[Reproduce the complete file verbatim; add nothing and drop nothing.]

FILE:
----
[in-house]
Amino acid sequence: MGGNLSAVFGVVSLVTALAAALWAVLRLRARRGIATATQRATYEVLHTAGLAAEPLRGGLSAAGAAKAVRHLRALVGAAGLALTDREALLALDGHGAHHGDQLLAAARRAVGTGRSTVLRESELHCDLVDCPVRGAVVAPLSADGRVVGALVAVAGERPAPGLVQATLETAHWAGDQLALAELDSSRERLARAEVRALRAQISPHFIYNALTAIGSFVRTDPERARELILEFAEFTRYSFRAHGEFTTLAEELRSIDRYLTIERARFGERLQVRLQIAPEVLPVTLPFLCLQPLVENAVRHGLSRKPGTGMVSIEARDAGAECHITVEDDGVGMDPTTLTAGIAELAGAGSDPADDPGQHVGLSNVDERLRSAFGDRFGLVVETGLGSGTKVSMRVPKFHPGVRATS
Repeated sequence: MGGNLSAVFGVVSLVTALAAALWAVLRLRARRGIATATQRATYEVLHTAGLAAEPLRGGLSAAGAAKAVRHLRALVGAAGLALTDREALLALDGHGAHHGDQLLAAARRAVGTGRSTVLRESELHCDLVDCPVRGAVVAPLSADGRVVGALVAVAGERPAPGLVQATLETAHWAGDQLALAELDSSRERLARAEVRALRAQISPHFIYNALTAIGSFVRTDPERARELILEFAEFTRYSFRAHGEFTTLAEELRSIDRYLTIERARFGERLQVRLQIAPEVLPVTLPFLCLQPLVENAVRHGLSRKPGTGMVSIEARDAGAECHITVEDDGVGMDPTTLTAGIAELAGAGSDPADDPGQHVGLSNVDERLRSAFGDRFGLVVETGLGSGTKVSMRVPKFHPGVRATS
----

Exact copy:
[in-house]
Amino acid sequence: MGGNLSAVFGVVSLVTALAAALWAVLRLRARRGIATATQRATYEVLHTAGLAAEPLRGGLSAAGAAKAVRHLRALVGAAGLALTDREALLALDGHGAHHGDQLLAAARRAVGTGRSTVLRESELHCDLVDCPVRGAVVAPLSADGRVVGALVAVAGERPAPGLVQATLETAHWAGDQLALAELDSSRERLARAEVRALRAQISPHFIYNALTAIGSFVRTDPERARELILEFAEFTRYSFRAHGEFTTLAEELRSIDRYLTIERARFGERLQVRLQIAPEVLPVTLPFLCLQPLVENAVRHGLSRKPGTGMVSIEARDAGAECHITVEDDGVGMDPTTLTAGIAELAGAGSDPADDPGQHVGLSNVDERLRSAFGDRFGLVVETGLGSGTKVSMRVPKFHPGVRATS
Repeated sequence: MGGNLSAVFGVVSLVTALAAALWAVLRLRARRGIATATQRATYEVLHTAGLAAEPLRGGLSAAGAAKAVRHLRALVGAAGLALTDREALLALDGHGAHHGDQLLAAARRAVGTGRSTVLRESELHCDLVDCPVRGAVVAPLSADGRVVGALVAVAGERPAPGLVQATLETAHWAGDQLALAELDSSRERLARAEVRALRAQISPHFIYNALTAIGSFVRTDPERARELILEFAEFTRYSFRAHGEFTTLAEELRSIDRYLTIERARFGERLQVRLQIAPEVLPVTLPFLCLQPLVENAVRHGLSRKPGTGMVSIEARDAGAECHITVEDDGVGMDPTTLTAGIAELAGAGSDPADDPGQHVGLSNVDERLRSAFGDRFGLVVETGLGSGTKVSMRVPKFHPGVRATS